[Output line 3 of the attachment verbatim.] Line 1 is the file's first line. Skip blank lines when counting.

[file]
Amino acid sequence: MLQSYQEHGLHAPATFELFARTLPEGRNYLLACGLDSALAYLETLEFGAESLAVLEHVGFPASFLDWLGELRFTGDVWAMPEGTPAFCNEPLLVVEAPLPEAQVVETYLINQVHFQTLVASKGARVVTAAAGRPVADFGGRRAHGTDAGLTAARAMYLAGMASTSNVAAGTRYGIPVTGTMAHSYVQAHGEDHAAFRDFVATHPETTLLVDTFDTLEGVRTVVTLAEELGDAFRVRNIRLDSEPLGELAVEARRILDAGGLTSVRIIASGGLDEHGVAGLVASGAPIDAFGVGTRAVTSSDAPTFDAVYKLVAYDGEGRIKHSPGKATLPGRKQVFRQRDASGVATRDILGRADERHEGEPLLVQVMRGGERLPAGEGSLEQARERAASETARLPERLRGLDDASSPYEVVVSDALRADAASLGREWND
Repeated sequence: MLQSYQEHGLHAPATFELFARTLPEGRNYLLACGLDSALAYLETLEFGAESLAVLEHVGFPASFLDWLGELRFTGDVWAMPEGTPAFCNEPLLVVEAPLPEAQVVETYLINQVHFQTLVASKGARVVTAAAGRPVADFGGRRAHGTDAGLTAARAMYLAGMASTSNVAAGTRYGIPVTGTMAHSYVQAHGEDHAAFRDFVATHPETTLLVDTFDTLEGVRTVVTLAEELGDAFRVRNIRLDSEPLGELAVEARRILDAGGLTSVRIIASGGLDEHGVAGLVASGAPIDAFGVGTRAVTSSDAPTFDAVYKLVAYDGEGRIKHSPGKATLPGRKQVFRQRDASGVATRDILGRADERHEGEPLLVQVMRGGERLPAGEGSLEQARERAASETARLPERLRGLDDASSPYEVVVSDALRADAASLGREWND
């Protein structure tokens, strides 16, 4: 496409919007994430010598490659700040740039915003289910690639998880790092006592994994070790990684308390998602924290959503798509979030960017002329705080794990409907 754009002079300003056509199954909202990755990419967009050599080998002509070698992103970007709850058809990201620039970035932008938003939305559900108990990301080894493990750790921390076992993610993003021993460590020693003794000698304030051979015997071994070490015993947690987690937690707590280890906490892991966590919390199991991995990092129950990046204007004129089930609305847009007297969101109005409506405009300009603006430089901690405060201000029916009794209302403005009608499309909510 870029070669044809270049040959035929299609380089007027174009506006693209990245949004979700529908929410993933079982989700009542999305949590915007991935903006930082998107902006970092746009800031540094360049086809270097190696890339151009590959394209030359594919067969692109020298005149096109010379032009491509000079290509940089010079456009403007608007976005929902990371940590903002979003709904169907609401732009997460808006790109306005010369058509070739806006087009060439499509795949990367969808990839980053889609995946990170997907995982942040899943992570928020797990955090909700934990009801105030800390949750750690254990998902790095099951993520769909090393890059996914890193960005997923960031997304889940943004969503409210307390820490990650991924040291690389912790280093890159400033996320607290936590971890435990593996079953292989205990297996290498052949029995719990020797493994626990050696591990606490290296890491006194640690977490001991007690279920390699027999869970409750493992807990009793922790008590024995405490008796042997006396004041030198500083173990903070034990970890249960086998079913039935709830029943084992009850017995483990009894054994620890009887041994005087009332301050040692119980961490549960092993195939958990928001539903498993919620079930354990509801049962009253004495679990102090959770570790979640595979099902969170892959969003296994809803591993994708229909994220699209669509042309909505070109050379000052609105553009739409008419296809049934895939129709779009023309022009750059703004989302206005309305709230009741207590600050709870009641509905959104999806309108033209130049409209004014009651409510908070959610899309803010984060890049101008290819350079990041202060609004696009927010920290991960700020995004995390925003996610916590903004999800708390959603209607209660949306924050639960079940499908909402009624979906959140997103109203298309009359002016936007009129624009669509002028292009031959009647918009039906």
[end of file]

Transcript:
């Protein structure tokens, strides 16, 4: 496409919007994430010598490659700040740039915003289910690639998880790092006592994994070790990684308390998602924290959503798509979030960017002329705080794990409907 754009002079300003056509199954909202990755990419967009050599080998002509070698992103970007709850058809990201620039970035932008938003939305559900108990990301080894493990750790921390076992993610993003021993460590020693003794000698304030051979015997071994070490015993947690987690937690707590280890906490892991966590919390199991991995990092129950990046204007004129089930609305847009007297969101109005409506405009300009603006430089901690405060201000029916009794209302403005009608499309909510 870029070669044809270049040959035929299609380089007027174009506006693209990245949004979700529908929410993933079982989700009542999305949590915007991935903006930082998107902006970092746009800031540094360049086809270097190696890339151009590959394209030359594919067969692109020298005149096109010379032009491509000079290509940089010079456009403007608007976005929902990371940590903002979003709904169907609401732009997460808006790109306005010369058509070739806006087009060439499509795949990367969808990839980053889609995946990170997907995982942040899943992570928020797990955090909700934990009801105030800390949750750690254990998902790095099951993520769909090393890059996914890193960005997923960031997304889940943004969503409210307390820490990650991924040291690389912790280093890159400033996320607290936590971890435990593996079953292989205990297996290498052949029995719990020797493994626990050696591990606490290296890491006194640690977490001991007690279920390699027999869970409750493992807990009793922790008590024995405490008796042997006396004041030198500083173990903070034990970890249960086998079913039935709830029943084992009850017995483990009894054994620890009887041994005087009332301050040692119980961490549960092993195939958990928001539903498993919620079930354990509801049962009253004495679990102090959770570790979640595979099902969170892959969003296994809803591993994708229909994220699209669509042309909505070109050379000052609105553009739409008419296809049934895939129709779009023309022009750059703004989302206005309305709230009741207590600050709870009641509905959104999806309108033209130049409209004014009651409510908070959610899309803010984060890049101008290819350079990041202060609004696009927010920290991960700020995004995390925003996610916590903004999800708390959603209607209660949306924050639960079940499908909402009624979906959140997103109203298309009359002016936007009129624009669509002028292009031959009647918009039906």